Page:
Increased Training Costly

With increased training, the C/O’s diary records even more damaged aircraft with an amazingly wide variety of causes:

“Two Harvards slightly damaged. F/Lieut. used excessive throttle to bring aircraft back on to the runway after his pupil had run off while taxiing at night. Immediately after returning to runway, the instructor taxied into a stationary aircraft which had lights on.” Then there were two Harvards damaged when a pupil “inadvertently switched off navigation lights and F/Sgt. taxied into his machine.”

On the September 25th, Course No. 57, one of the smallest classes up to now, graduated with one officer and twenty-four ratings receiving their wings.

In October, the 3rd Victory Loan Campaign began to support the Government’s requirements for the coming fiscal year, estimated at $3,900,000,000. Harvards from No. 31 dive-bombed over Napanee at mid-day, dropping leaflets and in Kingston, nine Harvards did a flyover and a group of sixty airmen joined in the parade.

A contingent of thirty men from the Gananoque Airport, led by F/O W. S. Matthews, marched in the Brockville campaign parade with what was described as, “a smartness and efficiency which did great credit to all those who took part, even drawing effusive compliments.

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A/LA R. Breingan – October 11, 1942

A/LA Robert Breingan, died of severe injuries after crashing near the home of Miss Marie Dowling of Enterprise. The pupil had been practicing aerobatics and while attempting a roll off the top of a loop, he got into a spin and failed to recover. When Miss Dowling saw how badly injured the pilot was, she telephoned the local doctor and told the telephone operator the number of the aircraft and asked her to notify the airport. Mr. A. J. Finn and Mr. Emmett Dillon who lived in the area also witnessed the crash.

Twenty-two-year-old A/LA Breingan was the son of Robert and Charlotte Breingan of Port Alaviri, Napier, New Zealand and is buried at Cataraqui Cemetery.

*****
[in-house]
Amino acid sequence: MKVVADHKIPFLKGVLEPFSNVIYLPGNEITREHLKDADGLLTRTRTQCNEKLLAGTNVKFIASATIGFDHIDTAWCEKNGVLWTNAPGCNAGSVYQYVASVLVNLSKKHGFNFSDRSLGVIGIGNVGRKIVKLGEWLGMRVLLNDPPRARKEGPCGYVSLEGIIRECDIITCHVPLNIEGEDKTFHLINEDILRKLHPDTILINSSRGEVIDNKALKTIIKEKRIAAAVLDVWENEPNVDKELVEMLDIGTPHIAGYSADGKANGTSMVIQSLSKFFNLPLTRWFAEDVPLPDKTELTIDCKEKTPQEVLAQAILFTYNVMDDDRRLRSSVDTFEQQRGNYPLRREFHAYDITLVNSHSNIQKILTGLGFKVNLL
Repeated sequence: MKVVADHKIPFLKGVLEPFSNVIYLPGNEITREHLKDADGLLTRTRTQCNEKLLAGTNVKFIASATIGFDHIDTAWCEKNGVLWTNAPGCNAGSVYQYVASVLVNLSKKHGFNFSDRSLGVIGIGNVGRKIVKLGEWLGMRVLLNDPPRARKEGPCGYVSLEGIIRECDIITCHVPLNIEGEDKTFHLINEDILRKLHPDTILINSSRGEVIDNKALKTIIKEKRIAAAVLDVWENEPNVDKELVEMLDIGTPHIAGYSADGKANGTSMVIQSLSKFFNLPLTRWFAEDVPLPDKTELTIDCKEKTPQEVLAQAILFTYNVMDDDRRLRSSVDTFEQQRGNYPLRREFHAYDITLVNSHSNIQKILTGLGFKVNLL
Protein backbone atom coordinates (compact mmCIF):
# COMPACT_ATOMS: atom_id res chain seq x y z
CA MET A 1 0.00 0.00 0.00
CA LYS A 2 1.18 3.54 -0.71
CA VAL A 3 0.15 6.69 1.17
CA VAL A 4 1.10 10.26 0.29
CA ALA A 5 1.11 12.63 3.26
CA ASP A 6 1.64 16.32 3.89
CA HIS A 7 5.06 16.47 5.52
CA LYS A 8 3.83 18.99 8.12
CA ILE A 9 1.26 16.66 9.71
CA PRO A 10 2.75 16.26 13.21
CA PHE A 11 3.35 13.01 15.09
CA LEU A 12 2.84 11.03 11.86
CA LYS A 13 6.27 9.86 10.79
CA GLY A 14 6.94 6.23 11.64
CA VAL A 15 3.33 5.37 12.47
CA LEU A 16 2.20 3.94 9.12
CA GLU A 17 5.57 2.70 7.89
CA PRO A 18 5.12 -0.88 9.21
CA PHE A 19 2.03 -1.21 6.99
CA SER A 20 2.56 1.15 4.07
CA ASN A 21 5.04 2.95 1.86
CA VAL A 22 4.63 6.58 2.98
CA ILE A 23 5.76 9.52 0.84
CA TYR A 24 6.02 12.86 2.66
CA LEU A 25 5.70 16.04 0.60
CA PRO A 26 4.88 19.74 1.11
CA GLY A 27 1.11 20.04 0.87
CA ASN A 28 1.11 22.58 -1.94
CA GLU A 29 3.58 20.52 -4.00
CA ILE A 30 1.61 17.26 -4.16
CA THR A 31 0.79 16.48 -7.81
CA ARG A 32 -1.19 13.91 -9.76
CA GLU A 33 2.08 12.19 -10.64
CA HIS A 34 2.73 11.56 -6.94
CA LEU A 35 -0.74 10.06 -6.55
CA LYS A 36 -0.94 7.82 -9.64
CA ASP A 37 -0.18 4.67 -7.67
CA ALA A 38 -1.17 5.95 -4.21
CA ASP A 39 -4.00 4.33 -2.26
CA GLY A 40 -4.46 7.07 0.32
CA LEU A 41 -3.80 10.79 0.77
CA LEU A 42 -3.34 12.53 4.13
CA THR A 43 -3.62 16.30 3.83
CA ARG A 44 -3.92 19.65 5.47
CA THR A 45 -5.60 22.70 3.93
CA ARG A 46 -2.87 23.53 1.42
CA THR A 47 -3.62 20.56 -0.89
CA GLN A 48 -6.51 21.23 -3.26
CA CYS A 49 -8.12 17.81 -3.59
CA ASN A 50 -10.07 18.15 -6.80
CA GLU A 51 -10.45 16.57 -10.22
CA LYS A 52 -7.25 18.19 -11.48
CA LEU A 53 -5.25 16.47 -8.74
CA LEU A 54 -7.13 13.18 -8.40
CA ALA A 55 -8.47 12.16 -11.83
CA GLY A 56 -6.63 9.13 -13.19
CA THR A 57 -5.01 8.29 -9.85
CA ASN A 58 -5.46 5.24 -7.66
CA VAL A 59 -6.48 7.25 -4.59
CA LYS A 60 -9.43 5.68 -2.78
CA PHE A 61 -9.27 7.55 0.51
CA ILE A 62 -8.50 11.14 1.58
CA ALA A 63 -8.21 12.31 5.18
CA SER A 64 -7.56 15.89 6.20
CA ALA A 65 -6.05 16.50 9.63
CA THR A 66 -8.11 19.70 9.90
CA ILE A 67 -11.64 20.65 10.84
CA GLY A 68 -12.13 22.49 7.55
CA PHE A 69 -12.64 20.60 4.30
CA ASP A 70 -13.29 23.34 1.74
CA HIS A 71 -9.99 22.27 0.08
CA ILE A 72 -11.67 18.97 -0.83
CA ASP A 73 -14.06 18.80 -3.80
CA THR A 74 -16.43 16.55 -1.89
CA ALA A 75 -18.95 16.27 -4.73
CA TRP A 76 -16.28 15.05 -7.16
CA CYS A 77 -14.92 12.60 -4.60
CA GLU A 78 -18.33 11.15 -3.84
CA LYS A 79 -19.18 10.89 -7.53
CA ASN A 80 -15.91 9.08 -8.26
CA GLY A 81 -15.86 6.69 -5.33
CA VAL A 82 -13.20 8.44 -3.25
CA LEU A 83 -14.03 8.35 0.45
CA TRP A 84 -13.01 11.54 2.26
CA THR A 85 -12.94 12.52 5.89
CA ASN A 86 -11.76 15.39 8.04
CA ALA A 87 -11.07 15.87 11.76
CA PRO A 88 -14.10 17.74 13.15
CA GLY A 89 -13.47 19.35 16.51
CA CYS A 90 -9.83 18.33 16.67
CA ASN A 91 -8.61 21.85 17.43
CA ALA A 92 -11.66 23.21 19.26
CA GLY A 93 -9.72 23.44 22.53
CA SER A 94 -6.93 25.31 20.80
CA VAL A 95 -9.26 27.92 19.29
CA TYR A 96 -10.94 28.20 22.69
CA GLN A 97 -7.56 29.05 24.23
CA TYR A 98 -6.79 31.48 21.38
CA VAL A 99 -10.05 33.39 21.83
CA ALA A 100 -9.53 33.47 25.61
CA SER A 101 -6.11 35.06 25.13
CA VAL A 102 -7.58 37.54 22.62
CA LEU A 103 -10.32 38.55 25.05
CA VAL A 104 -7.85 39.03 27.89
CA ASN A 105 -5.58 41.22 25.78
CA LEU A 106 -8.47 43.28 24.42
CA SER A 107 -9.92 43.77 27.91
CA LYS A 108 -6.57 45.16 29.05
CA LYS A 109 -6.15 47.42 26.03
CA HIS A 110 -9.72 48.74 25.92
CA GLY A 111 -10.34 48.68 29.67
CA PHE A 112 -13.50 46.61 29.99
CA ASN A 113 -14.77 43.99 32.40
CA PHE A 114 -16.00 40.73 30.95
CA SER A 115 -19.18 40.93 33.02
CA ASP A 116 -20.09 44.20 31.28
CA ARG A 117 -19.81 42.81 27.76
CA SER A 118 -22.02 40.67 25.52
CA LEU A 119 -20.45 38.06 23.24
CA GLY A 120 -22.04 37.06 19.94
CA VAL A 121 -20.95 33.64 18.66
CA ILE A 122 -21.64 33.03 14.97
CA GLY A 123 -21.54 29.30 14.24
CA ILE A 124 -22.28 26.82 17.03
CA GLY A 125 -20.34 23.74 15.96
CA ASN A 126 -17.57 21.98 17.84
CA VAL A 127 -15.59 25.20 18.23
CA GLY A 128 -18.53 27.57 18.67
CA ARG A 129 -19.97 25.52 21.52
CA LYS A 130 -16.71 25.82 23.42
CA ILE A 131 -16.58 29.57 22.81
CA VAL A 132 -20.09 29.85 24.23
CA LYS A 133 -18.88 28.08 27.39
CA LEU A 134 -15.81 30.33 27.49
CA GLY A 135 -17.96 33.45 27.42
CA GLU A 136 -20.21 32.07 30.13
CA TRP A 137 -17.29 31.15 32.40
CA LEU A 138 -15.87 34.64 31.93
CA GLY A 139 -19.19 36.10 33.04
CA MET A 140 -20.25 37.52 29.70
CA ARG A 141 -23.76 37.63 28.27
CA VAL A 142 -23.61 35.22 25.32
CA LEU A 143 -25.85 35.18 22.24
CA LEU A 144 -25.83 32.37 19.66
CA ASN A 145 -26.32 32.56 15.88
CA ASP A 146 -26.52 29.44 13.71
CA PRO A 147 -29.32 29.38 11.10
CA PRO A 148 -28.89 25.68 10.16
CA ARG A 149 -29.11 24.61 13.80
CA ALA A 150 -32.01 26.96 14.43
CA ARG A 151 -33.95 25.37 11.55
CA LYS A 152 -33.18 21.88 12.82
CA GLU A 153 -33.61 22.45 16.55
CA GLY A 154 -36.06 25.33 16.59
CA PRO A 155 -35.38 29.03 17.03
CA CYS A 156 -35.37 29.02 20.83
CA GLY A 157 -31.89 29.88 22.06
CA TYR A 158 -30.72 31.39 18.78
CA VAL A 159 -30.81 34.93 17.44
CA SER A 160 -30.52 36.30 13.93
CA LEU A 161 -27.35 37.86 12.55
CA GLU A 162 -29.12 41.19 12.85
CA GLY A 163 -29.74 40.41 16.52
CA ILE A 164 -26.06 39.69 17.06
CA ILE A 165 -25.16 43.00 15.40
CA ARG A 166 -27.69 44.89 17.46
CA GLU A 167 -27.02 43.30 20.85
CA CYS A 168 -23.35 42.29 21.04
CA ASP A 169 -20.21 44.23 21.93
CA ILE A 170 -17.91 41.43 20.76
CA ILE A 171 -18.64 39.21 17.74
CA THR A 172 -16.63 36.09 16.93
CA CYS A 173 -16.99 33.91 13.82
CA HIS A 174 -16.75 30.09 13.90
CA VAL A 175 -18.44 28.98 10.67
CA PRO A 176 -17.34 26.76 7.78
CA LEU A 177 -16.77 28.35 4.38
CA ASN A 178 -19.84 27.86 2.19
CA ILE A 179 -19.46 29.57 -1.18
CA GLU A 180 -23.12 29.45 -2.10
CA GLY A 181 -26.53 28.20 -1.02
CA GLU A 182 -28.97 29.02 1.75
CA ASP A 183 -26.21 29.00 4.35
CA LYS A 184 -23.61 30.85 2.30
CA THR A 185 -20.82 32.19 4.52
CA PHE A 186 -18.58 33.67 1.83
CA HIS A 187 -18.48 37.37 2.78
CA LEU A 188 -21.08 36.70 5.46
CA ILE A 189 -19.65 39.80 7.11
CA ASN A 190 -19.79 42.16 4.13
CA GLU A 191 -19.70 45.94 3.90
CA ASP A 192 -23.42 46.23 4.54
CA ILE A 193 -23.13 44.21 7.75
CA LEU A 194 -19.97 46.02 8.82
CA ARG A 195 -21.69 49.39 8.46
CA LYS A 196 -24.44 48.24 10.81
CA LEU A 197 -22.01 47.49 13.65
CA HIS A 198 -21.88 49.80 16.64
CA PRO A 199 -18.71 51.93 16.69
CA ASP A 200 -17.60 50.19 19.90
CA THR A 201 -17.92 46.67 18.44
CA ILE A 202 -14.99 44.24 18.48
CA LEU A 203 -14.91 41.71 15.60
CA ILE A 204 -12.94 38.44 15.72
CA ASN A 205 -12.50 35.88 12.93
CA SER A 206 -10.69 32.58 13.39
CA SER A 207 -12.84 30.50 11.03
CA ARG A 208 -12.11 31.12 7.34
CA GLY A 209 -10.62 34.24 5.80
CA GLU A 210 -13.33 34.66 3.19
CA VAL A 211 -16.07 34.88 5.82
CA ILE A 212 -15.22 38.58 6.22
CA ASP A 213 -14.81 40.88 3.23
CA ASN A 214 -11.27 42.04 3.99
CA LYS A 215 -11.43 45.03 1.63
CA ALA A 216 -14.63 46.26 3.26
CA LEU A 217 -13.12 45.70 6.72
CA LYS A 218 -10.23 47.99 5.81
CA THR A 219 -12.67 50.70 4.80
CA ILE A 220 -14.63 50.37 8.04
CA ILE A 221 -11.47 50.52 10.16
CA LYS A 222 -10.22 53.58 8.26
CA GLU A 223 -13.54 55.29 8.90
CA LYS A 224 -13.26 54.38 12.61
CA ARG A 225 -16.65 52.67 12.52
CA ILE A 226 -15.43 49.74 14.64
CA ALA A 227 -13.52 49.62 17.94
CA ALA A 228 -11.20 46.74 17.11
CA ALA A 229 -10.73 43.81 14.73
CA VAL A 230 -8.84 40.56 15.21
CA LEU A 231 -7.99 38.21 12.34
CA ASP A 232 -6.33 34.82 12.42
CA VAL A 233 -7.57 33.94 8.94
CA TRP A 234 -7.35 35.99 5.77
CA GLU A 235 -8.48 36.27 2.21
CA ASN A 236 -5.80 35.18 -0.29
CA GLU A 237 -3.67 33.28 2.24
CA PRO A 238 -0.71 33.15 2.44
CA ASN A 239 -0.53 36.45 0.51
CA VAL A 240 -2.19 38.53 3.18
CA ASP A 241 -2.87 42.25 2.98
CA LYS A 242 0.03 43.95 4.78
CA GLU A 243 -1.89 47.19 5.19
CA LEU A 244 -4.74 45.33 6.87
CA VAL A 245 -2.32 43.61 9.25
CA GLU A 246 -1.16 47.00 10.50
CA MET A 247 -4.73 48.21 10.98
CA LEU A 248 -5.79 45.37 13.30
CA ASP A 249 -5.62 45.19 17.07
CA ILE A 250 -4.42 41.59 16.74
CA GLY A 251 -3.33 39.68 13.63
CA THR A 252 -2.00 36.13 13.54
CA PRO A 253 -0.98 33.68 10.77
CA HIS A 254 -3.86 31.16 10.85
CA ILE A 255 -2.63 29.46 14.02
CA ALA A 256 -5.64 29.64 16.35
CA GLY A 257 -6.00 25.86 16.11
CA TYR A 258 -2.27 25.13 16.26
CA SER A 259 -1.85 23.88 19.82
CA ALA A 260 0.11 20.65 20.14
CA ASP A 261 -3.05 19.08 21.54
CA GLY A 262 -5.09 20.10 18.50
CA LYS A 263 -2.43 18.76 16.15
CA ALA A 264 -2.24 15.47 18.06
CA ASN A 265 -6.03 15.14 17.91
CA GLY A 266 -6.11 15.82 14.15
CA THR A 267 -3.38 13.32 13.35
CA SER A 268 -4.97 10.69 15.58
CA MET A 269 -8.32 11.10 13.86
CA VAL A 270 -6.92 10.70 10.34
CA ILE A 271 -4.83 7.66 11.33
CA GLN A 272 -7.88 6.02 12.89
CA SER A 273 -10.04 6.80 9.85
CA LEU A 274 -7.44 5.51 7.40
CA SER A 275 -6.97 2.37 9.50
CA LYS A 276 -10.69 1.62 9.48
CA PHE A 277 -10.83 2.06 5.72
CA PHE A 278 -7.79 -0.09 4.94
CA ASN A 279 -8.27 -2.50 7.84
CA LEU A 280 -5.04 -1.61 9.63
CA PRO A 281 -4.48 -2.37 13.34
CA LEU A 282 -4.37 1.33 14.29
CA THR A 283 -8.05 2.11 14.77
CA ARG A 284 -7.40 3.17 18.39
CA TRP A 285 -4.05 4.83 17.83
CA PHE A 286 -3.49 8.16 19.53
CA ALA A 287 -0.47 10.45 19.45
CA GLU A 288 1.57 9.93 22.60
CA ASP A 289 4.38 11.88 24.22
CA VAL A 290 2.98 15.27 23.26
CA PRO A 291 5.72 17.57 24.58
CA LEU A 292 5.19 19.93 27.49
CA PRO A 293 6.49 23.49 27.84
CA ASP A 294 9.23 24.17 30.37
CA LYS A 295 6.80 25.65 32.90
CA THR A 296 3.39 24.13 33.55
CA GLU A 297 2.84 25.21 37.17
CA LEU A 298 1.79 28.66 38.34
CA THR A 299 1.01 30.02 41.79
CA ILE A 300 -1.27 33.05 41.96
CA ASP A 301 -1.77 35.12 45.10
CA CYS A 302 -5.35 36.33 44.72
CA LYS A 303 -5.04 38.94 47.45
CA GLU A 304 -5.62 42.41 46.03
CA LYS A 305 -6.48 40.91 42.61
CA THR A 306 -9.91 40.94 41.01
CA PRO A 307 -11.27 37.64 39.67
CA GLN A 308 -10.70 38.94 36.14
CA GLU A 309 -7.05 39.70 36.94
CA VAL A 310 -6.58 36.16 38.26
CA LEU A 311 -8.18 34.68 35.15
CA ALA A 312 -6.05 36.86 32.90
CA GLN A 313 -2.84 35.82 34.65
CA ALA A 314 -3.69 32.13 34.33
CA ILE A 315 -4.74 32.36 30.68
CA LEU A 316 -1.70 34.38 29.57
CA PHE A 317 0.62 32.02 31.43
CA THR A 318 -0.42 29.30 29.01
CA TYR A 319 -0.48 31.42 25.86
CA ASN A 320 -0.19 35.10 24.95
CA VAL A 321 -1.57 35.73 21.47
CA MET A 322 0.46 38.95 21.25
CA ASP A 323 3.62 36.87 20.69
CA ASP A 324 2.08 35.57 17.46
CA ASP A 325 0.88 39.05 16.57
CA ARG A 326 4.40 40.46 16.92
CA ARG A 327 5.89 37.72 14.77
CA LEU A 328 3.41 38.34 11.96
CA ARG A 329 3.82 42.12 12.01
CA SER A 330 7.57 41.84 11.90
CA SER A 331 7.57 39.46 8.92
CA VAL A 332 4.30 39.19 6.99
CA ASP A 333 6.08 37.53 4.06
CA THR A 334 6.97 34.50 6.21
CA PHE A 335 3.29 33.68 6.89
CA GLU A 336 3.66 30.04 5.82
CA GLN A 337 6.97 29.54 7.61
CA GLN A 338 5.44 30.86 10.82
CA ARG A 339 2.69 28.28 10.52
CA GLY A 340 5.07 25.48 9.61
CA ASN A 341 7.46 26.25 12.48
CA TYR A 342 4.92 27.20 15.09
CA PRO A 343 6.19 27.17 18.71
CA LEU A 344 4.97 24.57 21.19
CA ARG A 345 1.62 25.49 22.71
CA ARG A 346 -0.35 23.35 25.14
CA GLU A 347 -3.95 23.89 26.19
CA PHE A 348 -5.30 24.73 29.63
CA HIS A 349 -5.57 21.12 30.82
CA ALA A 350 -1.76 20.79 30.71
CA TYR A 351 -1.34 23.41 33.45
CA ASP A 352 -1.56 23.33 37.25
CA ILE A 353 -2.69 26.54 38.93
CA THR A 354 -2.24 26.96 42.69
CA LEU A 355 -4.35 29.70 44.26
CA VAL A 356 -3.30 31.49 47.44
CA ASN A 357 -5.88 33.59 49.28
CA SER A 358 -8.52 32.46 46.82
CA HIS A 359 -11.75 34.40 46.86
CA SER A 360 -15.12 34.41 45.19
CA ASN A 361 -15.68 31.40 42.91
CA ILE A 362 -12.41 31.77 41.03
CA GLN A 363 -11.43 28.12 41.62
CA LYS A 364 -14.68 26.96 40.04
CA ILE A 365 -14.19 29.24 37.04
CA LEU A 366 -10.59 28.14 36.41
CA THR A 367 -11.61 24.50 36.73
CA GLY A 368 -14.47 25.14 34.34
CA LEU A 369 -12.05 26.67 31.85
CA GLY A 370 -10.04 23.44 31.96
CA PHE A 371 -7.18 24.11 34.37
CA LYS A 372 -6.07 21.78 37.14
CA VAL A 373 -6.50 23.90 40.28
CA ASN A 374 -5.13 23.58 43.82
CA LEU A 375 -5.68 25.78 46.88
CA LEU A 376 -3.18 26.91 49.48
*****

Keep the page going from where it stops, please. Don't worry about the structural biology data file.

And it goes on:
“We have been extremely lucky with C.O.’s”

Group Captain C. F. LePoer Trench arrived on posting from the U.K. on October 15 and assumed command of the station on the 20th. His service began in 1916 and continued up to the present time, including service in India and Egypt. In The Pioneer he was described as having a charming personality, but others held a different view. An ex-Sergeant said G/C LePoer Trench was remembered by all as the “old-school-tie type”, and told a story that demonstrated what one would consider typical of a pre-WWII English officer:

“It was after a terrible snowstorm and the roads had not been cleared, but the C/O was determined to go into the city anyway and ordered his car. Shortly after they left the camp, the car got stuck and he sent his chauffeur to the nearest farm house, just before you reached the first bay. The farmer arrived with a team of horses and proceeded to hook them up to the car. Thinking the job wasn’t being done correctly, the C/O started to instruct the farmer in that way he had and finally told the farmer that he was stupid. Whereupon the farmer unhitched his horses, walked away, and left the C/O stranded.”

Two naval officers and thirty-nine ratings of No. 59 Course completed their course on November 3, and on the 6th, No. 60 Course graduated with two officers and thirty-nine ratings.

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A cabaret and dance produced by the Women’s Association of the Royal Canadian Naval Volunteer Reserve was held at the naval barracks at the end of Princess Street. Dance numbers were presented by Daphne Hodgson, Joy Armstrong, Helen Beaumont, June Armstrong, Violet Miller, Genevieve Belcher, Geraldine Hanson, Katherine Connell, Sheila Hanson, Peggy Lesslie, Audrey Holloway, Lucy “Bunny” Clarke, Louise Henderson, Elizabeth Hanson.

Next Chapter: Change Of Commanding Officer At NO. 1 R.L.G.

Previous Chapter: Preparing For Night Flying